Supervised injectable heroin for refractory heroin addiction

by Eleanor Kennedy @Nelllor_

This blog originally appeared on the Mental Elf site on 28th August 2015.

Opioid use is the number one reason for seeking substance misuse treatment across 30 European countries. Opioids are drugs derived from the opium poppy and these include the drug heroin (EMCDDA, 2015).

Heroin dependence has negative consequences for both the individual and society as persistent use of the drug is associated with poor health, criminal offences and damaged personal relationships (Ferri et al, 2011). Drug-free treatments and substitution treatments are the two interventions used to overcome heroin dependence.

Methadone is the most common substitution treatment in the EU, however, heroin prescribing is well established in Denmark, Germany and The Netherlands, an option in the UK and Spain, and currently under investigation in Belgium and Luxembourg (EMCDDA, 2015).

A recent systematic review and meta-analysis aims to compare supervised injectable heroin (SIH) as a treatment for heroin users who have not responded to more standard treatments such as methadone maintenance treatment (MMT) or residential rehabilitation (Strang et al, 2015).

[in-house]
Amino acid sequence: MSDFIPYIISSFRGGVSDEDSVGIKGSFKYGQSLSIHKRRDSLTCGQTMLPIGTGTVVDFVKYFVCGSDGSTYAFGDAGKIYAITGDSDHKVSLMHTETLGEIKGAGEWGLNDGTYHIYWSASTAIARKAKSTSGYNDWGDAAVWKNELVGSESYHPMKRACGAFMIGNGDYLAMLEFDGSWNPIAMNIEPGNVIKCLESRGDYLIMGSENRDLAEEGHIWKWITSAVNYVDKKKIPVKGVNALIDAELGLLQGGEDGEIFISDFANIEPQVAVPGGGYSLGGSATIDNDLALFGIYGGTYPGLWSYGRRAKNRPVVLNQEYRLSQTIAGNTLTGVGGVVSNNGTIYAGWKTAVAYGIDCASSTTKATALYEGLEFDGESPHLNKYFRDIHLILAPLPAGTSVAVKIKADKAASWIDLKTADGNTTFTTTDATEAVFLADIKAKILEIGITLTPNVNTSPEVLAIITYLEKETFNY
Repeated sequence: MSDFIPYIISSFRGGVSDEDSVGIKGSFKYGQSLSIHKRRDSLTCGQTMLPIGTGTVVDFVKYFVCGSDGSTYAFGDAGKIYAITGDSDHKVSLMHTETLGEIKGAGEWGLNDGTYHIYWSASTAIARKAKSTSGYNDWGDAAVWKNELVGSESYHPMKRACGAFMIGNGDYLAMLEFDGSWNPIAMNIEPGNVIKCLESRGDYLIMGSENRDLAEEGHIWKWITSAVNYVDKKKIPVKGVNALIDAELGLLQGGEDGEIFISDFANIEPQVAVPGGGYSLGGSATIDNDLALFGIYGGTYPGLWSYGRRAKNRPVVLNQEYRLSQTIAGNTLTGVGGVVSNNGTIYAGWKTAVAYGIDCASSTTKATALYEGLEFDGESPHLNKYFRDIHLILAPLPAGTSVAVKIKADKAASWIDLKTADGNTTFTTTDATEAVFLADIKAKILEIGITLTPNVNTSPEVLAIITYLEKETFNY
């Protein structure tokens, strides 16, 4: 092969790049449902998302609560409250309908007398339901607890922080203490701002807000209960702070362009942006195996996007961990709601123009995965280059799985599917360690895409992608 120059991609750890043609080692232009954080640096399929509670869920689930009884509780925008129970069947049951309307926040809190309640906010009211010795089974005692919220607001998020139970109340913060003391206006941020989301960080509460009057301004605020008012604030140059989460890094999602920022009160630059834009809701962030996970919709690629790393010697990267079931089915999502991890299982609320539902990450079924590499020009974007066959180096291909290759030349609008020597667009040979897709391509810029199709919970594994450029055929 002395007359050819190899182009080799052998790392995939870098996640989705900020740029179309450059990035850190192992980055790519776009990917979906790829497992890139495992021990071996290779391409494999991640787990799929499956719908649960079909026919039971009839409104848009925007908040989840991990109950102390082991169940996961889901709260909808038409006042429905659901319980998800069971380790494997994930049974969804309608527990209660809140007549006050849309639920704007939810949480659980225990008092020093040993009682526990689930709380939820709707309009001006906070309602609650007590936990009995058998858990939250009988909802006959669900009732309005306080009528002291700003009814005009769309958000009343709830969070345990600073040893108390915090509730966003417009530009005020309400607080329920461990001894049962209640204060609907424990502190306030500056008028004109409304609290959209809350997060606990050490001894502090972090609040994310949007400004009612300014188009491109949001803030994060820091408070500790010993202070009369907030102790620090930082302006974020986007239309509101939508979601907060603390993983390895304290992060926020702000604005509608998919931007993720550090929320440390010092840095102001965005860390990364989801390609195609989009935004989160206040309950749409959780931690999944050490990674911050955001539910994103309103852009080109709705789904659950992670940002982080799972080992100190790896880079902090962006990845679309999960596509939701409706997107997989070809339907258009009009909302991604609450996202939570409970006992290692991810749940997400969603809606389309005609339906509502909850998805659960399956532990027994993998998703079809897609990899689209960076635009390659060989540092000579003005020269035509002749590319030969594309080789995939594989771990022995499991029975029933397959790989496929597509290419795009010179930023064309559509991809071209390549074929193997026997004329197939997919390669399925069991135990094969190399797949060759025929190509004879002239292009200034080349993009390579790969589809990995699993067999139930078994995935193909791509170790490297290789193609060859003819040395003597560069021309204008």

NICE guidance recommends the use of methadone or buprenorphine as the first-line treatment in opioid detoxification.


Electronic databases (PubMed, Web of Science and Scopus) were searched for studies that reported on the effects of SIH treatment in participants with heroin-dependence unresponsive to standard treatments.

The studies had to have opiate use, retention in treatment, mortality and side-effects as outcome variables.

Studies were excluded if they were methodological papers, assessed unsupervised heroin treatment provision, focused on policy aspects, cost effectiveness, community perspectives or patient satisfaction.

The meta-analysis focussed on Mantel-Haenszel random effects pooled risk ratios for SIH treatment compared to the comparison groups.